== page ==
DON’T MISS: John Fowles Center Reading w/ Bosnian Writer Ismet Prcic, Monday @7pm

Ismet Prcic as a young man, via BOMB Magazine // Click to image to read the entire BOMB interview with Prcic from 2007.

Bosnian novelist, playwright, and screenwriter Ismet Prcic (otherwise referred to ‘Izzy‘) will visit The John Fowles Center for Creative Writing Monday, March 2 at 7pm. This is an event not to be missed, so remember to stay after workshop this week!

Author Bio (via

Ismet Prcic (ISS-met PER-sick) was born in Tuzla, Bosnia-Herzegovina, in 1977 and immigrated to America in 1996. He holds an MFA from the University of California, Irvine, and was the recipient of a 2010 NEA Award for fiction. He is also a 2011 Sundance Screenwriting Lab fellow. He now lives in Portland, Oregon, with his wife.

From the 2011 New York Times book review of Shards:

“‘Shards,’ the impressive first novel by Ismet Prcic, finds inventive ways to interrogate the anguish of enduring and then escaping Bosnia during the war of the 1990s.

The novel is constructed of fragments — shards — seemingly written by its main character, Ismet Prcic. Ismet grows up in Tuzla and manages to flee shortly before his induction into the “meat grinder” of the Bosnian infantry. He has survived and made his way to America, but is fractured by what he left behind. The novel comprises mostly segments from his therapist-­ordered memoir (or memoirs) and excerpts from his diary. These shards employ several narrative strategies. There are asterisked footnotes, italicized interruptions and self-reflexive comments about unreliability. There are first-, second- and third-person narrations, sometimes switching back and forth within a paragraph. This is a novel about struggling to find form for a chaotic experience. It pushes against convention, logic, chronology. But its disruptions are necessary. How do you write about war and the complications of memory? How do you write about dislocation, profound loneliness, terror? How does a human persevere?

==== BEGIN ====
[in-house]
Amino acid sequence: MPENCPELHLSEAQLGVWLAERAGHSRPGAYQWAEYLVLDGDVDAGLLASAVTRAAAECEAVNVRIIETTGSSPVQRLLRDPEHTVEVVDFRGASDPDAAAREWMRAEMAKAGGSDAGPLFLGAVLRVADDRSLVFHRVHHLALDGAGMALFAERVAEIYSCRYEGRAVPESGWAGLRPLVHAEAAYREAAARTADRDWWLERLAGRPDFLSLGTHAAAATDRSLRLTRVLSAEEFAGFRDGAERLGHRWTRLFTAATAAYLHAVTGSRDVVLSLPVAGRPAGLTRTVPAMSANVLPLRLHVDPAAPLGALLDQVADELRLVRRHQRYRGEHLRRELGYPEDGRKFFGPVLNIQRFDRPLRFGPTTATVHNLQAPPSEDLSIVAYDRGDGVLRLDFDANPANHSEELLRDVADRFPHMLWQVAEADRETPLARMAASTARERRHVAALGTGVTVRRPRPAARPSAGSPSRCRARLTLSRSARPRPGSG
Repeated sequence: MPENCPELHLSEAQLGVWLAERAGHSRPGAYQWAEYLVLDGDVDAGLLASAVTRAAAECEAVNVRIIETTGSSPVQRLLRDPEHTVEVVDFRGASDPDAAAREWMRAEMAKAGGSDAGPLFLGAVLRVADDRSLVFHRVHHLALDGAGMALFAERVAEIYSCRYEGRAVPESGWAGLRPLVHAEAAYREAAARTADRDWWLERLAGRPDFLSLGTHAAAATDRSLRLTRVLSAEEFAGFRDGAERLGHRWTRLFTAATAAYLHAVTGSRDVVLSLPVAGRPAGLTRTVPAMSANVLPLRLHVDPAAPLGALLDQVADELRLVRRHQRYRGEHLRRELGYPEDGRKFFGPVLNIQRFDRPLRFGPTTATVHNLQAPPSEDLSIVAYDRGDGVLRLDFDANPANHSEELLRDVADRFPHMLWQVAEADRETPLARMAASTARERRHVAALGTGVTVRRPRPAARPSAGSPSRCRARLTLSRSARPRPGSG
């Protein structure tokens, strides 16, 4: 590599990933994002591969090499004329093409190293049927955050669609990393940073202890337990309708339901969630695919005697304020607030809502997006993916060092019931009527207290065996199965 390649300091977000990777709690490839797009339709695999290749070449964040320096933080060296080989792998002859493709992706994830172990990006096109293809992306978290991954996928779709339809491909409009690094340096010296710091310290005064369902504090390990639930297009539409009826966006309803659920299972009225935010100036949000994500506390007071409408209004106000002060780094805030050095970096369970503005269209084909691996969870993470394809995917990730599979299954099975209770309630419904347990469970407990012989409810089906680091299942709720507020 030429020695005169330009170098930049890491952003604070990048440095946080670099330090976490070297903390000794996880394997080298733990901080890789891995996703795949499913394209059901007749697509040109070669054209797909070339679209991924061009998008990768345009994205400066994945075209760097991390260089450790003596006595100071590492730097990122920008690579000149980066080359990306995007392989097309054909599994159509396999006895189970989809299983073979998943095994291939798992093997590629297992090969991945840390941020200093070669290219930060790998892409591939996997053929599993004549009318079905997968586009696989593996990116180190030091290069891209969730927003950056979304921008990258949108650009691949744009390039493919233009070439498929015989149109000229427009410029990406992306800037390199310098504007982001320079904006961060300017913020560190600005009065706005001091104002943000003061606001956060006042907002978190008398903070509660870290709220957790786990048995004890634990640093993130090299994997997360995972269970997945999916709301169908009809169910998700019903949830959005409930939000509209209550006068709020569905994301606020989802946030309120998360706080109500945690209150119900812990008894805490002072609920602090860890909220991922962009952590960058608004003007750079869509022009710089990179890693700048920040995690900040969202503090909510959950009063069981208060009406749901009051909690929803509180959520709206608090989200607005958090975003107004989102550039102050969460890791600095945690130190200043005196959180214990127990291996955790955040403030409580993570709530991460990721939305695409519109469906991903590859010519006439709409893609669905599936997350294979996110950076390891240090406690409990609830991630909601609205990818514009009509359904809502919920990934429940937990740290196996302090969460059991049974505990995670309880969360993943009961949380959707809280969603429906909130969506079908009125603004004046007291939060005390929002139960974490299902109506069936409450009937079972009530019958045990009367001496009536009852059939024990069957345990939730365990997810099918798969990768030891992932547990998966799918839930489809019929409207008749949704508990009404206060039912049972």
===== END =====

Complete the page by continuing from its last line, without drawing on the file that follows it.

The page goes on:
For more information on Ismet Prcic, refer to his website, check out the entire interview with BOMB Magazine, or head over to his NEA Writer’s Corner.

On Being’s Interview with Mary Oliver, “Listening to the World”

Mary Oliver, via On Being

Via @OnBeing:

“Often quoted, but rarely interviewed, Mary Oliver is one of our greatest and most beloved poets. At 79, she honors us with an intimate conversation on the wisdom of the world, the salvation of poetry, and the life behind her writing.”

(Poem readings only)

DON’T MISS: John Fowles Center Reading with Bosnian Writer Ajla Terzić (Feb. 16 @ 7pm)

Ajla Terzic

Ajla Terzić was born in Travnik, Bosnia, and has received several awards for her short stories and essays in various media including the Hubert H.Humphrey (Fulbright) Fellowship, and the Central European Initiative Writers in Residence Award. Her works include the collection of poetry Kako teško pišem (How Difficult it Is for Me to Write, 2004) as well as the novels Lutrija (Lottery, 2009) and Mogla je biti prosta priča (It Could Have Been a Simple Story, 2011). 
Follow this link to read more about Ajla Terzić’s 2011 work, It Could Have Been a Simple Story, over at


OHS Students’ Reading at CU

The Chapman University/Orange High School Literacies Partnership, directed by Jan Osborn, collaborates with The John Fowles Center for Creative Writing, directed by Mark Axelrod, to provide a series of creative writing workshops for Orange High School students, grades 9 – 12. The Young Writers Workshop Series is an after-school program inviting the high school students to come to the university to learn techniques of writing fiction and poetry.

The program has served between twenty and twenty-five high school students each spring since 2009. English Department graduate students serve as creative writing instructors for the high school students who attend the after-school program. Each instructor works with a small group of students to develop their creative writing. After the writing sessions, the students attend The John Fowles Center Literary Forums, meeting and listening to readings by international writers. The last forum each season features the work of the high school students, as they read for their parents, the Orange High School community, and Chapman University.